Taxes — like everything else — may look a bit different this year. Between stimulus checks, a spike in Americans receiving unemployment benefits, and other variants affecting income, it makes sense if you have questions or need extra help filing your taxes in 2021.

Here are some basic tips on how to navigate the tax landscape this season. Although it can be nerve-wracking, don’t panic! There are tons of resources online, as well as seasoned financial professionals such as Lora Vega, CPA, who are eager to help you get everything sorted. Together, you’ll be on a clear path to properly-filed taxes (and hopefully a satisfying refund).

Preparing Your Documents

The most important thing when preparing your taxes each year is making sure you have all of the correct documents. Getting these records in order early can guarantee a complete and accurate return, as well as inhibit any delays on your refund.

The most common document used to report income is a Form W-2. W-2s report wages paid to an employee and the taxes withheld. This form should be provided by your employer.

Next are the 1099 forms. Any kind of 1099 is used to report income outside of a regular salary or wage. There are different forms for the different types of income, such as the 1099-MISC for miscellaneous income; the 1099-INT for interest income; the 1099-NEC for nonemployee compensation; and the 1099-G for certain government payments (such as unemployment benefits). These forms should be provided to you by the payer (i.e. your contract employer, unemployment, etc.).

A Form 1095-A will be required for anyone receiving Health Insurance Marketplace coverage (Obamacare). This form reports information about the individual receiving marketplace healthcare and allows you to take the premium tax credit or reconcile the credit on your returns with advance credit payments.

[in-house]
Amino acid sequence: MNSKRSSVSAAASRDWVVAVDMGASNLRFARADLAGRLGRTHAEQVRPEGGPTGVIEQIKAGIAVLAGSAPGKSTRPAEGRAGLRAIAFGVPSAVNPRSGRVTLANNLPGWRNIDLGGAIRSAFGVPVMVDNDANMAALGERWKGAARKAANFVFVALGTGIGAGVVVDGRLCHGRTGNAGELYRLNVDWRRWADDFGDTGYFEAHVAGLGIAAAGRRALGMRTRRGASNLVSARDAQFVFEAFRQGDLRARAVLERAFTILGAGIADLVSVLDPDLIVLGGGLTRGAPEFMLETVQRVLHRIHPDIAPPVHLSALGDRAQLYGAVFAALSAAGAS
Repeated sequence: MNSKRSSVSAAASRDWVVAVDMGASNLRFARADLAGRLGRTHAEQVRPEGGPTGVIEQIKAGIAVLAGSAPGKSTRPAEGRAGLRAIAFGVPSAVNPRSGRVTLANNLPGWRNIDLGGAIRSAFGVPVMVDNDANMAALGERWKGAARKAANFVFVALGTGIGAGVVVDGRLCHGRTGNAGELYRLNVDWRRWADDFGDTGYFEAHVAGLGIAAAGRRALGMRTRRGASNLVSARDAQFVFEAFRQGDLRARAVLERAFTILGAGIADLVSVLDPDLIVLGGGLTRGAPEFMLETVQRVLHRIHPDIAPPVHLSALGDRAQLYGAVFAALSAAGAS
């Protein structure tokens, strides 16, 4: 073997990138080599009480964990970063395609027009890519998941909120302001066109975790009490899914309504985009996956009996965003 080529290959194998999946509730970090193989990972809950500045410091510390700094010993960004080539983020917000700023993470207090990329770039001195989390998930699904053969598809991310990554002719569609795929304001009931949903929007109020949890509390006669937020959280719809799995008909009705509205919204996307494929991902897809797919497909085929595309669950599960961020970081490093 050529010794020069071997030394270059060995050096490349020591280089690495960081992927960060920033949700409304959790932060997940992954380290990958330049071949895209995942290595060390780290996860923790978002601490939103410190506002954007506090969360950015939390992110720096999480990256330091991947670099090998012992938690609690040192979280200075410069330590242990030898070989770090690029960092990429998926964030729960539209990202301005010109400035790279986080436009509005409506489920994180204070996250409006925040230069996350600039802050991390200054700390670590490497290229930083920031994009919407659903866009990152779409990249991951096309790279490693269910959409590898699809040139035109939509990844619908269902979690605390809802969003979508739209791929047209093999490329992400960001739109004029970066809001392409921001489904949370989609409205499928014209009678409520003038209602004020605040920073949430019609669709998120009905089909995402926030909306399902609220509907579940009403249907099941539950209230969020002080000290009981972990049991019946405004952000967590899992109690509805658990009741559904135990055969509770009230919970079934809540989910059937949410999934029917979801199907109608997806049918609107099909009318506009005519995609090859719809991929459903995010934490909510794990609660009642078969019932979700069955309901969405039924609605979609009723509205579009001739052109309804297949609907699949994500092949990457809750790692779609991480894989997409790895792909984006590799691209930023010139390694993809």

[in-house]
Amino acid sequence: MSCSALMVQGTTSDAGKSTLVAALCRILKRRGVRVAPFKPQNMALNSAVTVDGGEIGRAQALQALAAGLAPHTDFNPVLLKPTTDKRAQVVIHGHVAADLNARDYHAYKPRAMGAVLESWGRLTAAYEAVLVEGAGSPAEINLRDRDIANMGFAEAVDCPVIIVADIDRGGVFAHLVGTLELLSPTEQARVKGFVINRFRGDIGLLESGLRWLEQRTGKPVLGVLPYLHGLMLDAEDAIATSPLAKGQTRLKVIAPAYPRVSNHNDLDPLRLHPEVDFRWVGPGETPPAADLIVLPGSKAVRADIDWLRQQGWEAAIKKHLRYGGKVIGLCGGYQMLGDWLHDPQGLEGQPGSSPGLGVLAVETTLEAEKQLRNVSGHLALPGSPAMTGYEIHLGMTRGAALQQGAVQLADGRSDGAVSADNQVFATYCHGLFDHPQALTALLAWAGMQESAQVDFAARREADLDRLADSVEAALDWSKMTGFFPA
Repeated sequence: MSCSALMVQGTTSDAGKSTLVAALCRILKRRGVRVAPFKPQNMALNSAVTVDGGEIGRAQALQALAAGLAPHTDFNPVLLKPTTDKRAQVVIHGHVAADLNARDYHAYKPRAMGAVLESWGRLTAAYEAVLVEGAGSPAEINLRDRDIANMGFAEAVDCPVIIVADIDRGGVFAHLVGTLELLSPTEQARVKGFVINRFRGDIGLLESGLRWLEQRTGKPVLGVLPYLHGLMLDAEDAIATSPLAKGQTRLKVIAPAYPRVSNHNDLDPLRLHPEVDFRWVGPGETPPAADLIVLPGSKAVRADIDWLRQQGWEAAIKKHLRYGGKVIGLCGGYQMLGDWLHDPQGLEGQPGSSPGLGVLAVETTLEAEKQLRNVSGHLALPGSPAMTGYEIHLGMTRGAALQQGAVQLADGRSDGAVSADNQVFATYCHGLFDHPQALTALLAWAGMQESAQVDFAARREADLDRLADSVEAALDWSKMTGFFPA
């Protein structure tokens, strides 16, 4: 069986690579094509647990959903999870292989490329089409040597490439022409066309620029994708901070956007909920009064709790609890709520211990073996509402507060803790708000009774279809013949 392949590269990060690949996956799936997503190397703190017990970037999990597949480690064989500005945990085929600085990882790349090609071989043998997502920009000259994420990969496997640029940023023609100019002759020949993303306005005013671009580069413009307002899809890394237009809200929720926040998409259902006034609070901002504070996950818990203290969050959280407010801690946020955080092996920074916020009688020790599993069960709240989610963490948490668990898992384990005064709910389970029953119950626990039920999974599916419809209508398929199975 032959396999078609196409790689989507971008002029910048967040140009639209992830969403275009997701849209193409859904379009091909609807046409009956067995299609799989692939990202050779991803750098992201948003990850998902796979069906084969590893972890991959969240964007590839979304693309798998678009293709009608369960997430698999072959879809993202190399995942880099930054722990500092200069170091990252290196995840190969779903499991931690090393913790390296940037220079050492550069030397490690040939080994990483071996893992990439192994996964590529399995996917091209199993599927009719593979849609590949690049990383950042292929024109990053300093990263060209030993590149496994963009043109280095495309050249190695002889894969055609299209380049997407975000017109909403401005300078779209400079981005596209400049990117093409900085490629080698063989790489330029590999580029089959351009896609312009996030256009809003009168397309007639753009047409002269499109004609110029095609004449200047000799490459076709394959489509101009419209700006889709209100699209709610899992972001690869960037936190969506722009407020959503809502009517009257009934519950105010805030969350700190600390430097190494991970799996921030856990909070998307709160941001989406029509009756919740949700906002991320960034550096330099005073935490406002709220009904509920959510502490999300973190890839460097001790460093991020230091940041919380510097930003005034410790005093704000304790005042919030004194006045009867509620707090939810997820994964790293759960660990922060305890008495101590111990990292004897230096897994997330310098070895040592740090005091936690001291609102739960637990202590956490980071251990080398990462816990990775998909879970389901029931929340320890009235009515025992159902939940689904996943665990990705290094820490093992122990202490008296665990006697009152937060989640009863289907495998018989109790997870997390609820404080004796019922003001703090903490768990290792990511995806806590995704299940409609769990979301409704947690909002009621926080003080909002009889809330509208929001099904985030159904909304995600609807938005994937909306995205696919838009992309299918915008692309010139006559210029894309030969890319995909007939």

Finally, you will need copies of any other documents that support income, deductions, or credits on your tax return. This can include receipts, canceled checks, records of cryptocurrency transactions, and income statements from the gig economy.

New This Year

The number one question on everyone’s mind right now is if they have to report any stimulus payments on their 2021 tax returns and, if so, how?

The short answer is no. According to an article from Money, the two government stimulus checks are not taxable. However, if you received an incorrect amount of money within either of those payments or you did not receive one at all but you should have, you may be entitled to a rebate credit.

In addition to the stimulus payments, the Coronavirus Aid, Relief, and Economic Security (CARES) Act affects how you report charitable donations or withdrawals from a retirement account on your 2021 taxes. Gather up your receipts from any donations made to tax-exempt charities with a 501(c)3 designation to reduce your tax liability. This year, you can deduct up to $300 worth of charitable donations from your adjusted gross income (AGI). If you itemize your donations, you can deduct up to 100 percent of them from your AGI, as opposed to the previous cap of 60 percent.